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Taking a RISK to kill cancer

Lorraine Graves   May-03-2017

Dr. Sandra Dunn, founder and CEO of Richmond biotech firm, Phoenix Molecular Design.

Chung Chow


Cancer kills. It kills because it spreads. And once cancer spreads, it’s harder to treat.

“Cancer is like a dandelion in your garden,” says Dr. Sandra Dunn, founder and CEO of Richmond biotech firm, Phoenix Molecular Design. “You may dig it out, making sure you’ve left none of the root, but you don’t always know if it’s gone to seed or not. Often times those seeds grow all over the place.”

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When cancer comes back, it is these widespread seeds taking root, causing new tumours, that eventually cause pain and death, she says.

“We’re working on the most aggressive breast cancer, triple-negative. It’s the most deadly, the most likely to come back and the most likely breast cancer in younger women,” says Dunn.

Dr. Emma Guns, Associate Professor in the UBC Faculty of Medicine, is just back from a sabbatical in Adelaide, Australia where she spent a year studying breast cancer research.

“Triple-negative breast cancer is the breast cancer for which we have very, very few therapies. It’s the most aggressive breast cancer.”

When asked about Dunn’s treatment, Guns says “this will target tumours that don’t respond” to other treatments. “This therapy will work regardless. It will treat a breast cancer subtype with limited treatment options so that’s the benefit here.”

Dunn points out another problem with cancer: “We might remove the original breast lump, being careful to get all of it, using chemotherapy to try to kill off any bits left behind, but we don’t always know if it has already sent cancer seeds throughout the patient’s body. It takes a while for those seeds to turn into tumours big enough to find.”

The problem then is, according to Dunn, by the time cancer cells spread, they’ve learned to spit out the regular chemotherapy, just as your cat or dog spits out a pill hidden in their food.

Now, Dunn’s company has designed a special protein called RISK. The protein molecule shuts down this cancer both in the original breast lump and in tumours spread throughout the body. Dunn’s protein, RISK, mimics a natural compound so the cancer cells swallow it, then die of starvation, like a weed in a drought. The compound cuts the cancer cells’ supply line, killing this kind of breast cancer, buying time, buying hope and buying life.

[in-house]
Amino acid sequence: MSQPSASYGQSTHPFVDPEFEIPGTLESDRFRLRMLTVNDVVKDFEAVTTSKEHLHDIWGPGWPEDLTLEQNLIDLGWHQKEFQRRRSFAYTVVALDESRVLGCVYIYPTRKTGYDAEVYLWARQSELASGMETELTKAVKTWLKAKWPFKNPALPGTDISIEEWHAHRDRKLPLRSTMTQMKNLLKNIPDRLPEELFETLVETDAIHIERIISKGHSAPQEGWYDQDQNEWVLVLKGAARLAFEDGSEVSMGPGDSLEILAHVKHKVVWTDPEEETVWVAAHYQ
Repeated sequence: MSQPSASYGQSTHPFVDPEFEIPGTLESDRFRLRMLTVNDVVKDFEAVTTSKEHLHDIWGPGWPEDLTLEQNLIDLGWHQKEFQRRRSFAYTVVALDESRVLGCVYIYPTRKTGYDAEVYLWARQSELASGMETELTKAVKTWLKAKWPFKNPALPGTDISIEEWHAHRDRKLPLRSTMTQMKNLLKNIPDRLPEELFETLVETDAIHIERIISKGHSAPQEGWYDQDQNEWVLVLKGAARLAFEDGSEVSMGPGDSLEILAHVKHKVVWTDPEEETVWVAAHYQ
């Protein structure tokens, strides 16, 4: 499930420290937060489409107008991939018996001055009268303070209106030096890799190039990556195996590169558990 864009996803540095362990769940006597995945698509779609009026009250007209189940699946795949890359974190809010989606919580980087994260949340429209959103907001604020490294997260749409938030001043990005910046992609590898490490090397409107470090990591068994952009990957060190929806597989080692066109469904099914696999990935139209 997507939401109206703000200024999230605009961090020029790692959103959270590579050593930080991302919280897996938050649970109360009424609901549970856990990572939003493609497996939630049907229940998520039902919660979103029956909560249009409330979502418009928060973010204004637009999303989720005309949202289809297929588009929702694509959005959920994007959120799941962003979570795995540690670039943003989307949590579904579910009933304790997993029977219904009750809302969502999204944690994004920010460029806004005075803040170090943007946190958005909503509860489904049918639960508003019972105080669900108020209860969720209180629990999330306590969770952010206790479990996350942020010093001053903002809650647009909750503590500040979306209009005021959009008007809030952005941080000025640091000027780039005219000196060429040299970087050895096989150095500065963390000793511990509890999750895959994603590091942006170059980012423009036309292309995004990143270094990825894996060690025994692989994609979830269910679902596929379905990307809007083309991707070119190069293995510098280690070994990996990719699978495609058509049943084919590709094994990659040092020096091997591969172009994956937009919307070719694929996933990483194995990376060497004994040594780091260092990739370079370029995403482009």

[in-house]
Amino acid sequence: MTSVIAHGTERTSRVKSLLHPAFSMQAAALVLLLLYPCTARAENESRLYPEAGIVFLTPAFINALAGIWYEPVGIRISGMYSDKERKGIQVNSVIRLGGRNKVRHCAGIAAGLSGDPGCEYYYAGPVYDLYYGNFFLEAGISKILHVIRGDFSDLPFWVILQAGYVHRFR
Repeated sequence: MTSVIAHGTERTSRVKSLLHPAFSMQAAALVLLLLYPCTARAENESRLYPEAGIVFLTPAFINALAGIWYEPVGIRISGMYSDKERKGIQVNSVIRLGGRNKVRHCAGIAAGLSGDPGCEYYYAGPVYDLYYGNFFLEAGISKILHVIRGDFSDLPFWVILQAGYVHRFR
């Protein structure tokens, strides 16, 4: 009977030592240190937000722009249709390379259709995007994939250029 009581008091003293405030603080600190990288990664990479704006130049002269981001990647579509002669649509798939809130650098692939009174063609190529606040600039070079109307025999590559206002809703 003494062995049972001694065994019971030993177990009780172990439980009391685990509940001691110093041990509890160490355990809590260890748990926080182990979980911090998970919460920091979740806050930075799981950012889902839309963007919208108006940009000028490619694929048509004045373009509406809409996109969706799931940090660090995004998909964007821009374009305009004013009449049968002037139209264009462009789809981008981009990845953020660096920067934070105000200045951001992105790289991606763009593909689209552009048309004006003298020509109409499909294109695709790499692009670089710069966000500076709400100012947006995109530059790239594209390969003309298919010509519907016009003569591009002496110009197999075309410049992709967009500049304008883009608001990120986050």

Even if the cancer seeds are too small to detect, RISK keeps them from growing and kills off the tiny tumours, like hoeing the garden, to leave the patient healthy, says Dunn.

“The advantage of drugs like RISK is that they don’t make people as sick as regular chemotherapy,” Dunn says. “Patients can just take a pill at home so they don’t have to go to the hospital for an IV. It means you can go about your daily life because RISK just stops one process, the fuel line to the tumours, so you aren’t more likely to catch a cold or an infection because your immune system is not damaged.”

UBC’s Guns says, “Regular chemotherapy is pretty harsh in terms of side effects.”

She says that Dunn’s compound offers the hope that “the toxicity profile is going to be much reduced with this targeted therapy.”

After many stages of testing, Dunn is now growing real human triple-negative breast cancer tumours in mice so she can treat the mice with RISK.

“The results are exciting,” she says.

New treatments take a long time and a lot of money to develop. After years as a researcher, Dunn took out a second mortgage on her home to start Phoenix Molecular Design.

“We spent our children’s inheritance. Now, thanks to private investors and matching funds from the National Research Council Industrial Research Assistance Program (NRC-IRAP) we have a good start towards the money for this new phase.”

If things pan out, Dunn says, “after about 6 months’ research, the next step is to seek FDA approval to give the RISK pill to women with triple-negative breast cancer in a drug trial.” Dunn says, “Then, we will go for federal approval so we can start offering real hope and start saving lives.”


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